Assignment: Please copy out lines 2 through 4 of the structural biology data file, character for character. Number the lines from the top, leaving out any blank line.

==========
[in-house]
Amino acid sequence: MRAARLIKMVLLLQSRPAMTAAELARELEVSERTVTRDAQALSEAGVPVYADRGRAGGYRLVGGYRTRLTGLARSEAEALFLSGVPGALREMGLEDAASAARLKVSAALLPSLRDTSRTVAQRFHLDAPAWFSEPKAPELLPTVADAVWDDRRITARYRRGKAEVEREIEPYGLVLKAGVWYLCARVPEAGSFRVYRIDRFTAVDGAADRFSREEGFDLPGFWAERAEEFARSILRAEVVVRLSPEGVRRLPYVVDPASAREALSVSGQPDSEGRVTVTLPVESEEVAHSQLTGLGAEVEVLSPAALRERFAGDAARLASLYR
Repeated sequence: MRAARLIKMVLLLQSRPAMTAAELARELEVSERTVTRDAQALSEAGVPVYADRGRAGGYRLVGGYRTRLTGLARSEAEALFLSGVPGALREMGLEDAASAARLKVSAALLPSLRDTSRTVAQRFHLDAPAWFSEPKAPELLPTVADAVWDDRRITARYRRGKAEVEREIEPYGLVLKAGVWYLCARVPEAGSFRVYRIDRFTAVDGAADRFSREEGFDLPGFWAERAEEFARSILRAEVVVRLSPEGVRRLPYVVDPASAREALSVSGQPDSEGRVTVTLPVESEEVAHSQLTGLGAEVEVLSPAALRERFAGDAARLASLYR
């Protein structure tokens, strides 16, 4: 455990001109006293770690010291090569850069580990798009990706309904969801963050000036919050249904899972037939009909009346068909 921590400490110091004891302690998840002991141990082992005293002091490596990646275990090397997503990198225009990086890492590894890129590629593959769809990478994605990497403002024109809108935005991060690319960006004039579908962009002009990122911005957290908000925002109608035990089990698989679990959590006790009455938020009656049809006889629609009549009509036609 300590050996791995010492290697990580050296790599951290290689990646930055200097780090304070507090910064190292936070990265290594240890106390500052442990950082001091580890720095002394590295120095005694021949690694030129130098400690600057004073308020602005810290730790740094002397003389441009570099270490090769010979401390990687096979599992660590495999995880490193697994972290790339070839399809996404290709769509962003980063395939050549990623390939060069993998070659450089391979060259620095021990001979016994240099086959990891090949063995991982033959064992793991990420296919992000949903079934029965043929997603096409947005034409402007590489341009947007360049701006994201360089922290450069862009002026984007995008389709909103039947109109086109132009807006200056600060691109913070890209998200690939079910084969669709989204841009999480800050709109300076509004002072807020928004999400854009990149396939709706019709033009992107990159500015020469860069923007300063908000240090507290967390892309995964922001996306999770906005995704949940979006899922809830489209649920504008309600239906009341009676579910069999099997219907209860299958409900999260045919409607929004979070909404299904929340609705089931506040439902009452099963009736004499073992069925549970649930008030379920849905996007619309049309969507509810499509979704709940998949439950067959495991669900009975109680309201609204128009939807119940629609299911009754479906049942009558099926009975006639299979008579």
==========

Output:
Amino acid sequence: MRAARLIKMVLLLQSRPAMTAAELARELEVSERTVTRDAQALSEAGVPVYADRGRAGGYRLVGGYRTRLTGLARSEAEALFLSGVPGALREMGLEDAASAARLKVSAALLPSLRDTSRTVAQRFHLDAPAWFSEPKAPELLPTVADAVWDDRRITARYRRGKAEVEREIEPYGLVLKAGVWYLCARVPEAGSFRVYRIDRFTAVDGAADRFSREEGFDLPGFWAERAEEFARSILRAEVVVRLSPEGVRRLPYVVDPASAREALSVSGQPDSEGRVTVTLPVESEEVAHSQLTGLGAEVEVLSPAALRERFAGDAARLASLYR
Repeated sequence: MRAARLIKMVLLLQSRPAMTAAELARELEVSERTVTRDAQALSEAGVPVYADRGRAGGYRLVGGYRTRLTGLARSEAEALFLSGVPGALREMGLEDAASAARLKVSAALLPSLRDTSRTVAQRFHLDAPAWFSEPKAPELLPTVADAVWDDRRITARYRRGKAEVEREIEPYGLVLKAGVWYLCARVPEAGSFRVYRIDRFTAVDGAADRFSREEGFDLPGFWAERAEEFARSILRAEVVVRLSPEGVRRLPYVVDPASAREALSVSGQPDSEGRVTVTLPVESEEVAHSQLTGLGAEVEVLSPAALRERFAGDAARLASLYR
């Protein structure tokens, strides 16, 4: 455990001109006293770690010291090569850069580990798009990706309904969801963050000036919050249904899972037939009909009346068909 921590400490110091004891302690998840002991141990082992005293002091490596990646275990090397997503990198225009990086890492590894890129590629593959769809990478994605990497403002024109809108935005991060690319960006004039579908962009002009990122911005957290908000925002109608035990089990698989679990959590006790009455938020009656049809006889629609009549009509036609 300590050996791995010492290697990580050296790599951290290689990646930055200097780090304070507090910064190292936070990265290594240890106390500052442990950082001091580890720095002394590295120095005694021949690694030129130098400690600057004073308020602005810290730790740094002397003389441009570099270490090769010979401390990687096979599992660590495999995880490193697994972290790339070839399809996404290709769509962003980063395939050549990623390939060069993998070659450089391979060259620095021990001979016994240099086959990891090949063995991982033959064992793991990420296919992000949903079934029965043929997603096409947005034409402007590489341009947007360049701006994201360089922290450069862009002026984007995008389709909103039947109109086109132009807006200056600060691109913070890209998200690939079910084969669709989204841009999480800050709109300076509004002072807020928004999400854009990149396939709706019709033009992107990159500015020469860069923007300063908000240090507290967390892309995964922001996306999770906005995704949940979006899922809830489209649920504008309600239906009341009676579910069999099997219907209860299958409900999260045919409607929004979070909404299904929340609705089931506040439902009452099963009736004499073992069925549970649930008030379920849905996007619309049309969507509810499509979704709940998949439950067959495991669900009975109680309201609204128009939807119940629609299911009754479906049942009558099926009975006639299979008579």